You can receive disability benefits if your deceased spouse was receiving disability benefits at the time of their death or if they worked and earned sufficient work credits for you to qualify. The disability attorneys with our law firm can help you determine if you are eligible. You may also be able to use your spouse’s work history to qualify for disability benefits if you suffer from an impairment but do not otherwise qualify.
You can learn more about your options for continuing to draw disability benefits after the death of your spouse during a free consultation. We understand you rely on these benefits to make ends meet and will help you receive benefits from the programs for which you may qualify.
Which Programs Provide Benefits to Surviving Spouses?
The Social Security Administration (SSA) understands that many families depend on the income from Social Security Disability Insurance (SSDI) and other programs to pay their bills and make ends meet. When a qualifying family member passes away, the rest of the family loses access to these benefits, and it causes immense financial stress.
For this reason, they offer special benefits to these families. Known as survivors’ benefits, they base these monthly payments on the earnings and work history of the deceased spouse. These benefits provide much-needed income for many families.
Depending on your situation, survivors’ benefits will provide:
- Reduced benefits beginning when you reach age 60
- Full benefits once your reach full retirement age
- Benefits if you are disabled, over age 50, and your disability began within seven years of your spouse’s death or within seven years receiving survivor’s benefits
- Benefits if you are raising a child of the deceased under the age of 16
- Benefits if you are caring for a disabled child of the deceased.
Even if you decide to remarry, you sometimes may still qualify for survivors’ benefits based on your deceased spouse’s work record. This could be true if you are over age 60 – or over age 50 and disabled – when you remarry.
For a free legal consultation, call 412-661-1400
Can I Qualify for Disability Benefits on My Own?
If you suffer from a qualifying impairment under the SSA’s definitions and can produce medical proof of your disability, you may qualify for SSDI, even if you never worked or do not meet the work history requirements for monthly benefits.
To qualify for SSDI, you must earn a certain number of work credits, including some during the past decade before you suffered your injury or illness. In most cases, you cannot receive this type of benefit unless you have the proper number of work credits based on your age.
However, if your deceased spouse worked and paid into Social Security via their FICA employment taxes, you may be able to use their work history to qualify if you are over 50 years old. You will still need to meet the rest of the criteria on your own, however.
Should I Discuss My Situation with a Disability Lawyer?
The rules surrounding survivors’ benefit qualifications are complex. It can be difficult to know if you meet the criteria or not. There are many more stipulations than we can possibly cover online, but our attorneys can determine which apply in your case and ensure you qualify before we begin work on your application.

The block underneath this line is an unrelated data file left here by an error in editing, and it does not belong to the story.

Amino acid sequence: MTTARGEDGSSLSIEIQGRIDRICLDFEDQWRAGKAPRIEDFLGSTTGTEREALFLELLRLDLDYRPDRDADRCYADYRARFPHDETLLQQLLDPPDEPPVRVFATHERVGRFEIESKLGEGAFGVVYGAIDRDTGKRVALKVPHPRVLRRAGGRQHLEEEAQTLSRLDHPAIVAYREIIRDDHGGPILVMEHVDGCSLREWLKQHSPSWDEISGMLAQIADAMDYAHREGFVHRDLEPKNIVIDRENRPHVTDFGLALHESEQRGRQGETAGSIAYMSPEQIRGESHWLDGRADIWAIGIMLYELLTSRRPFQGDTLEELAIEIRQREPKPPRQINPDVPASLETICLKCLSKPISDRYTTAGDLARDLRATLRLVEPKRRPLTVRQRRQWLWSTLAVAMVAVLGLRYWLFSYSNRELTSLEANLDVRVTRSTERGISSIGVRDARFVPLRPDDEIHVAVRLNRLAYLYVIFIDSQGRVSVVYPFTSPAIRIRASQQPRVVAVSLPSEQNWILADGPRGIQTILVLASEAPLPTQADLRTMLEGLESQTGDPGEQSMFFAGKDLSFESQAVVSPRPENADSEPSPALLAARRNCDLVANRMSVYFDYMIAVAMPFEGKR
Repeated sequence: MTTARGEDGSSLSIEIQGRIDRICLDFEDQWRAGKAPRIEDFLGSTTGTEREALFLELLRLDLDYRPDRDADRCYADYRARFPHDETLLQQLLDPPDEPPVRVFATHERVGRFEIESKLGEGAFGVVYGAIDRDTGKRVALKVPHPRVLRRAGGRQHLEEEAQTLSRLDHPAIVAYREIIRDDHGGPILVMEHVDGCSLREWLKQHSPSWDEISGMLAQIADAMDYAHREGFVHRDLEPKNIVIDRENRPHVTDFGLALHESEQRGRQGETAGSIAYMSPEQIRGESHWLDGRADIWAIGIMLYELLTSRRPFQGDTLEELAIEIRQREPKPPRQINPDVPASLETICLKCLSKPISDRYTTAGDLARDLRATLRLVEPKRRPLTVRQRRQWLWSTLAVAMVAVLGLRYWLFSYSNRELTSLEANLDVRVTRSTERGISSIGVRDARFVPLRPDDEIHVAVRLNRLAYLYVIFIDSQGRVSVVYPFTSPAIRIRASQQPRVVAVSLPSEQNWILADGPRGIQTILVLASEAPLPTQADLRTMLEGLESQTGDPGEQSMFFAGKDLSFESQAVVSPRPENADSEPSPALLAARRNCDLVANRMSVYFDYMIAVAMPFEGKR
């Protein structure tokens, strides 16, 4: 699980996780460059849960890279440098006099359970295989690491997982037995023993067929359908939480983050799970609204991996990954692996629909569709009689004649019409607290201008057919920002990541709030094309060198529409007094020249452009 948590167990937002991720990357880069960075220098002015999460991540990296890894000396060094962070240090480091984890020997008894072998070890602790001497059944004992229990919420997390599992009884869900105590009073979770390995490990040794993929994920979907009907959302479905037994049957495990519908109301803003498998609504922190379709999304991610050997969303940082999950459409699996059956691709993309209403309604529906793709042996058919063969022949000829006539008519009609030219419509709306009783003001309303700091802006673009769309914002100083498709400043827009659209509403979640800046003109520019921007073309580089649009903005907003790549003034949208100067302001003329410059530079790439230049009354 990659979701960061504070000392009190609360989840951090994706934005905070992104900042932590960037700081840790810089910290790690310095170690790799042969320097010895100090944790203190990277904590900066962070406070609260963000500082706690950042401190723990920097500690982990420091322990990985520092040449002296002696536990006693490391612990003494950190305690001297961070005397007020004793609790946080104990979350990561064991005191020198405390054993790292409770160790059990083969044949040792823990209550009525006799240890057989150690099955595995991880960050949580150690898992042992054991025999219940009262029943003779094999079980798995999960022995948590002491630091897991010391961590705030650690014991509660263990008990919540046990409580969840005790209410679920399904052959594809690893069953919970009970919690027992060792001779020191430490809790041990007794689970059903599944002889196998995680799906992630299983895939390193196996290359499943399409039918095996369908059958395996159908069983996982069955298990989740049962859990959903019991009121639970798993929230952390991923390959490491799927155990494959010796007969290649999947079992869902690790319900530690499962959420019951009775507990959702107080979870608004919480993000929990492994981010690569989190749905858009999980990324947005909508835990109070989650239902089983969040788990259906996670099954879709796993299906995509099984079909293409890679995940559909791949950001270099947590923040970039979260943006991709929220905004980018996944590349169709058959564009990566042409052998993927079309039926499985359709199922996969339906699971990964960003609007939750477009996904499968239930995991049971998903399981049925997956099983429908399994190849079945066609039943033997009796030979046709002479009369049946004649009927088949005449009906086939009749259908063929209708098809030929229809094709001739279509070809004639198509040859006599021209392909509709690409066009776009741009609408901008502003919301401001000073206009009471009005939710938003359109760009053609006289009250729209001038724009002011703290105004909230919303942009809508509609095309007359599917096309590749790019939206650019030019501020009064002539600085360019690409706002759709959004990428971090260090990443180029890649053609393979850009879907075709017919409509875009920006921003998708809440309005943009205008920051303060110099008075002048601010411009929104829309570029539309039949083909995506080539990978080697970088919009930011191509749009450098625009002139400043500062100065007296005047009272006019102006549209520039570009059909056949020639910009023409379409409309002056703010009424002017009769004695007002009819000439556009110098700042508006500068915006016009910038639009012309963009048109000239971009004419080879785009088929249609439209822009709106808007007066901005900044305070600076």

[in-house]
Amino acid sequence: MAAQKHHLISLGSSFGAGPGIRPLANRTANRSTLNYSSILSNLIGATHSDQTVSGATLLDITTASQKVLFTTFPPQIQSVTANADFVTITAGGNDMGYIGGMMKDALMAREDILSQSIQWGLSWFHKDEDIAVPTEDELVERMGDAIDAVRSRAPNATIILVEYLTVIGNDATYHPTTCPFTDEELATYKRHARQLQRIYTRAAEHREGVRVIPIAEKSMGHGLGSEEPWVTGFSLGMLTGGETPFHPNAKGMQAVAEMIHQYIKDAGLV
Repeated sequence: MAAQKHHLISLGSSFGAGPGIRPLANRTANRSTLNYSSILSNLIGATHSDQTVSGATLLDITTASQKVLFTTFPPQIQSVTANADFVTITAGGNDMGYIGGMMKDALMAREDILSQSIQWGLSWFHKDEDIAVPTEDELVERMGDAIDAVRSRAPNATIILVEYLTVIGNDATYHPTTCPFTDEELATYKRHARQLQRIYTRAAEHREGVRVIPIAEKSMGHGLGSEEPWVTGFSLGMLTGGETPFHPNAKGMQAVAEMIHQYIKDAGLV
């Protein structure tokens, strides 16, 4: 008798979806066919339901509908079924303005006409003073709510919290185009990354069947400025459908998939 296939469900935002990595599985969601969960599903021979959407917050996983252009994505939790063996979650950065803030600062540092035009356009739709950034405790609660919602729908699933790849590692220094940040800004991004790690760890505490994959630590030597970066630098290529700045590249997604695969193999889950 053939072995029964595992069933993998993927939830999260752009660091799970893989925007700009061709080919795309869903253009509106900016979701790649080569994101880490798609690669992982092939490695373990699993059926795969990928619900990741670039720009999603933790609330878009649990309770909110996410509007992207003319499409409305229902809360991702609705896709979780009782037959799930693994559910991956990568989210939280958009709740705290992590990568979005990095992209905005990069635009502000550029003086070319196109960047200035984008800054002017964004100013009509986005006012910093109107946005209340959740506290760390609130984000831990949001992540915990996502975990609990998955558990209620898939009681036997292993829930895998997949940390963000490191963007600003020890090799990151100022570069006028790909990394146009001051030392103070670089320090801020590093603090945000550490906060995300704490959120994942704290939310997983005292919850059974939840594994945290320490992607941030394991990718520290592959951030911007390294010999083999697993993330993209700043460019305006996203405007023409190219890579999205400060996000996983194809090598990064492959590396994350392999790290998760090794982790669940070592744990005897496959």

You can apply for surviving spouse benefits directly with the SSA. However, the application process is not as simple as it looks. It often takes several months to get a response about your application for benefits, and most people receive a denial the first time, if your claim is for a disability benefit.
We Can Help You If the SSA Denied Your Benefits Claim
You should discuss your case with a member of our legal team if the SSA denied your application for benefits. A Social Security Disability attorney from our law firm can look over your initial application to determine why the SSA denied your claim. We can tell you what you need to do and help you appeal the SSA’s decision.
We can help you build your appeal, file it with the SSA, and represent you throughout the appeal process.
We Can Help If the SSA Denied Your Appeal
A lawyer from our firm can continue to the reconsideration stage if the SSA denied your appeal for benefits. Here, a new SSA representative will handle your case and determine whether you are eligible for survivors’ benefits. If the case fails in the reconsideration stage, we can proceed to the next stage.
We Can Represent You in Front of an Administrative Law Judge
Once we secure a hearing with an Administrative Law Judge (ALJ), we will represent your interests and help you secure benefits. Meetings with ALJs can be done by phone, video conference, or in person.
We represent clients in Pittsburgh and surrounding areas. Our legal team at the Pittsburgh office, located at 800 Waterfront Drive, is ready to take on your case.
How Can I Learn More About My Options for Disability Benefits After My Spouse Passes Away?
When your loved one passes away, you have an obligation to report their death to the SSA. This will stop the benefits they receive. For this reason, it is important to give us a call as soon as possible so we can apply for survivors’ benefits or SSDI on your behalf.
Call (412) 661-1400 today to reach a disability attorney at Berger and Green.